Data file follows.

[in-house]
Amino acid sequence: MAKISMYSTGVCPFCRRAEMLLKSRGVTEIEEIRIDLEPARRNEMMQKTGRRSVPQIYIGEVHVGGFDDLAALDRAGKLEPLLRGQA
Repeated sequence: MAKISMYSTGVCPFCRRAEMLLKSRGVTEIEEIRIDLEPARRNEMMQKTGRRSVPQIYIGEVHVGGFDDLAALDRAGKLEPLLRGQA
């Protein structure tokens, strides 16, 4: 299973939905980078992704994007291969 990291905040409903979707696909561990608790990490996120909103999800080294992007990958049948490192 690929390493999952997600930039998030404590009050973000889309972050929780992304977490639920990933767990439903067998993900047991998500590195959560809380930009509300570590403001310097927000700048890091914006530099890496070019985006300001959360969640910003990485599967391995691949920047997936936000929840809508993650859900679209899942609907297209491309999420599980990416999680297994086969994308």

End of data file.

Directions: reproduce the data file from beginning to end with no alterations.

[in-house]
Amino acid sequence: MAKISMYSTGVCPFCRRAEMLLKSRGVTEIEEIRIDLEPARRNEMMQKTGRRSVPQIYIGEVHVGGFDDLAALDRAGKLEPLLRGQA
Repeated sequence: MAKISMYSTGVCPFCRRAEMLLKSRGVTEIEEIRIDLEPARRNEMMQKTGRRSVPQIYIGEVHVGGFDDLAALDRAGKLEPLLRGQA
């Protein structure tokens, strides 16, 4: 299973939905980078992704994007291969 990291905040409903979707696909561990608790990490996120909103999800080294992007990958049948490192 690929390493999952997600930039998030404590009050973000889309972050929780992304977490639920990933767990439903067998993900047991998500590195959560809380930009509300570590403001310097927000700048890091914006530099890496070019985006300001959360969640910003990485599967391995691949920047997936936000929840809508993650859900679209899942609907297209491309999420599980990416999680297994086969994308």